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Parker ohana donates nearly 5 tons of food to Food Basket

Parker School celebrated its traditional ‘Ohana Day on Wednesday. This day marked not only the start of Thanksgiving break and a morning gathering of the school community, but also the culmination of a two-month long schoolwide canned food drive launched by the student council to benefit The Food Basket.

The Food Basket is “an islandwide, supplemental food network that collects and distributes nutritious, high-quality food to low-income households, the working poor, the disabled, the ill, senior citizens and children.”

At 10:45 a.m., all kindergarten through 12th-grade students, faculty, staff and several Parker families gathered on the lawn in front of the school’s theater where six pick-up trucks and an SUV, fully loaded with heaps of cans and bags of rice, were parked for all to see.

Headmaster Carl Sturges addressed the crowd, announcing that the food drive ended up gaining so much momentum, student participation and enthusiasm that the original 20,000-ounce goal was quickly surpassed.

The final tally of donated food was 153,541 ounces, which equals 9,586 pounds, or almost 5 tons.

The grade levels competed against each other for prizes to collect the most amount of food, and prizes were also given to individuals who brought in the most food, although going for prizes wasn’t the underlying message.

Olivia Armandroff, student council senior class officer and coordinator of the food drive, said, “… we wanted the focus to be on raising the food for a good cause rather than working to win a prize. We feel as though these two prizes (the highest individual prizes) will be rewards, or pats on the back, rather than incentives.”

Big Island Eco Adventures donated a zip-lining trip for the highest performing high school class, and this prize went to the ninth-graders, who raised 1,778 pounds.

KBXtreme, the bowling alley in Kona, donated shoes, two rounds of bowling and 10 tokens — aka, a party package — for each of the students in the highest-performing middle-school class. This prize went to the sixth grade, who collected 2,863 pounds.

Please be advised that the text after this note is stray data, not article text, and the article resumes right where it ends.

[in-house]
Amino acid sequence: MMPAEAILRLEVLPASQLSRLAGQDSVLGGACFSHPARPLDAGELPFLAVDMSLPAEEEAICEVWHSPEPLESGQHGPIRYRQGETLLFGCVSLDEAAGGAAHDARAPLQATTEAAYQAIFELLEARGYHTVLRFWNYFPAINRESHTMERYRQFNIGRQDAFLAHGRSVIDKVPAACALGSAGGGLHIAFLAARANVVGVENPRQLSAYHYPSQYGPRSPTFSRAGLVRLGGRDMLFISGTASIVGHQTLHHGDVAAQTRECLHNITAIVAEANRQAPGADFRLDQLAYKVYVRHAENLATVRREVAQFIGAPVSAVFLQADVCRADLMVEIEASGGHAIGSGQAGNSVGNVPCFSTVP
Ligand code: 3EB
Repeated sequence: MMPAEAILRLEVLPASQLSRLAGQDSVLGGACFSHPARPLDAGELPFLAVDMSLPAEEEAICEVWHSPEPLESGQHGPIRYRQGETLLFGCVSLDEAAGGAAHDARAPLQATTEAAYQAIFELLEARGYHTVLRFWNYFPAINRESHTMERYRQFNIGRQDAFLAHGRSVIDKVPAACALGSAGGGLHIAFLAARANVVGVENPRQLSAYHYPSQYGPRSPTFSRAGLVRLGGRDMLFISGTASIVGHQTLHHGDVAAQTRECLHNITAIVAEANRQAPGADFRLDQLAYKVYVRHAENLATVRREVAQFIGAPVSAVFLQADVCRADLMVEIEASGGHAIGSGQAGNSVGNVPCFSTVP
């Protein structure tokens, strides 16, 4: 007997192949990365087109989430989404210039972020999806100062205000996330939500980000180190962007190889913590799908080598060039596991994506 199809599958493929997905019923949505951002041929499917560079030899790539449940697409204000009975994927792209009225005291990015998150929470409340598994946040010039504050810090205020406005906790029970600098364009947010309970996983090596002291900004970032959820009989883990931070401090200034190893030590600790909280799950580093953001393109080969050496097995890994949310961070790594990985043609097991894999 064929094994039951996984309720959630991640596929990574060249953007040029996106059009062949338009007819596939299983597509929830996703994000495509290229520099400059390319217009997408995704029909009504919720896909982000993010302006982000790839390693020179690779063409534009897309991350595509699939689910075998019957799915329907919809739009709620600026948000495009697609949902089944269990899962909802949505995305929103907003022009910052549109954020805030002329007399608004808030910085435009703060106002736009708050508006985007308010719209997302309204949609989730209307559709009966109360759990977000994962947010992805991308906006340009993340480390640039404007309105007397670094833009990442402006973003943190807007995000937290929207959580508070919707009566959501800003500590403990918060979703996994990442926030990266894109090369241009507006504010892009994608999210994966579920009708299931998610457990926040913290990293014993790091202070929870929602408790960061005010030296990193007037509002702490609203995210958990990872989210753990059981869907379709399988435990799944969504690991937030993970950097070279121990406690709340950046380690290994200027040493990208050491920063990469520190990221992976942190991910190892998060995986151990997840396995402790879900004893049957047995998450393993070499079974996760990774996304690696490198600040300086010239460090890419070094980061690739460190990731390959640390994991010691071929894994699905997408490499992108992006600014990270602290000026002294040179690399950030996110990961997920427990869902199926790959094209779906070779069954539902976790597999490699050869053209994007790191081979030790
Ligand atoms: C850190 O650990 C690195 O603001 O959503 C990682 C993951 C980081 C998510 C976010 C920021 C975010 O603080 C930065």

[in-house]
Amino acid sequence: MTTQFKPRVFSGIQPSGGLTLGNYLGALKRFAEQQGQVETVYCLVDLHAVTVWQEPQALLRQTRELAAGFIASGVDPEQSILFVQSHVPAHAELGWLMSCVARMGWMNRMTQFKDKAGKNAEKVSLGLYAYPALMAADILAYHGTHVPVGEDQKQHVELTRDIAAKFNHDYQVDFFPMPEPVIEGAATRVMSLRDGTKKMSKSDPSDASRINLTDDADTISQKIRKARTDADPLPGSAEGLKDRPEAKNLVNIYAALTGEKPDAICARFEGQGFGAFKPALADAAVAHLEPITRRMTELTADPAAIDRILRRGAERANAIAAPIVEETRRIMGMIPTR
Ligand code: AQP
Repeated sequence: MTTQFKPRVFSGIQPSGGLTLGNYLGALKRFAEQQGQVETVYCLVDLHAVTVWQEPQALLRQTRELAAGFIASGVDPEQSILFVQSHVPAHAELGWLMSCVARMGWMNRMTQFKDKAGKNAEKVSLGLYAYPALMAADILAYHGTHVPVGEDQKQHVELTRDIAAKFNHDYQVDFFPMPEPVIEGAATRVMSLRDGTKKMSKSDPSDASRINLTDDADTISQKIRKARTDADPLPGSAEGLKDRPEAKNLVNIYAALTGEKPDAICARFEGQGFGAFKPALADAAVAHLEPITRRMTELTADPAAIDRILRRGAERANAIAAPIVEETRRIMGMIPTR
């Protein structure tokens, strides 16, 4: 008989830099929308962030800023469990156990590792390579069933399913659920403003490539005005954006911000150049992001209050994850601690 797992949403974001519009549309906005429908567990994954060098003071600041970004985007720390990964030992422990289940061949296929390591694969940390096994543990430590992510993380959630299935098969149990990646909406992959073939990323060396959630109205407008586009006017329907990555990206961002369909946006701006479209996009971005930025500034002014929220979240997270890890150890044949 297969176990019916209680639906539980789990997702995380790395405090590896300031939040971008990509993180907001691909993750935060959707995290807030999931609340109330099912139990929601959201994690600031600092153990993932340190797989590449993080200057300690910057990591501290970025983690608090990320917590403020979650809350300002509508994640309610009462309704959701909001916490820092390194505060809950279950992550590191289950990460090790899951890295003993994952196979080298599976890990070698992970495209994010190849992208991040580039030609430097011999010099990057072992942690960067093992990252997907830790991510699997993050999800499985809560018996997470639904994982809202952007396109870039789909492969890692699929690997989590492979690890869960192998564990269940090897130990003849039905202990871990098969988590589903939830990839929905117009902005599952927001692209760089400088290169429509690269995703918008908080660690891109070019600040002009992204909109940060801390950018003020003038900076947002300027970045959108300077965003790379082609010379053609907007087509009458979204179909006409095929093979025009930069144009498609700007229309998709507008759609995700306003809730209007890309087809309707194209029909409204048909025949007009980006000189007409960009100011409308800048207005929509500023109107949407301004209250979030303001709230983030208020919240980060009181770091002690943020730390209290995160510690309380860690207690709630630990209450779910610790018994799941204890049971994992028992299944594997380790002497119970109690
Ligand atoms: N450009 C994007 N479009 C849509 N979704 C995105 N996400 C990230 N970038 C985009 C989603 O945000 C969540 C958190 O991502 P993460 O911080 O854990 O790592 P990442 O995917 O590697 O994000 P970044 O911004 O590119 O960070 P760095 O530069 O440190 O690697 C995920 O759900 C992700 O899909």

The individual prizes included a ride for two with Kohala Ditch Adventures, run by ATV Outfitters, snorkel and whale-watch cruises from Ocean Sports, Starbucks gift certificates and merchandise, and Visa gift cards purchased from the student council’s funds.­

“Parker School wishes to thank these organizations for generously donating the student prizes,” said spokeswoman Katie Callender.

Assistant Head Shellie Gressard said the sixth-graders were so motivated that they even manned collection carts outside Foodland up until a half hour before the event. They also all dipped into their own piggy banks, coming up with a total of $1,000 to purchase rice for the drive.

Recapping his ceremony speech, Sturges said, “What I told the kids was that they have great ability — that’s academic ability, the ability to give to others, all of that — but they also, more importantly, recognize that with great ability comes great responsibility.

“We really came through as a school today to create something for other people. They (the students) showed the responsibility that they feel for their community. How many cans they were able to collect and how many peoples’ lives they were able to touch through this is just awe inspiring. I’m more proud of them today than I’ve ever been at this school. They really were selfless and they worked as a team. And what they did as a group was just astounding. I’m so proud of them.”

After Sturges’ announcement at the ceremony, he welcomed the Rev. Robert Shwarzhaupt of Annunciation Catholic Church in Waimea to bless the food before it was taken to be delivered to the food bank. Annunciation Catholic Church is one of The Food Basket’s food pantry locations.

In addition to all the prize and food donors, Armandroff thanked her fellow food drive committee members, Lorenzo Arnouts and Sean Dunnington, for their hard work.

And after Wednesday’s event, delivering the last load of food to The Food Basket, with the satisfaction of knowing she spearheaded an effort to raise enough food to feed 240 families of four for three to five days, Armandroff said, “I’m so proud of the compassion and generosity of my fellow students. Their enthusiasm became truly contagious. We really hope we have made a difference for families in our community!”

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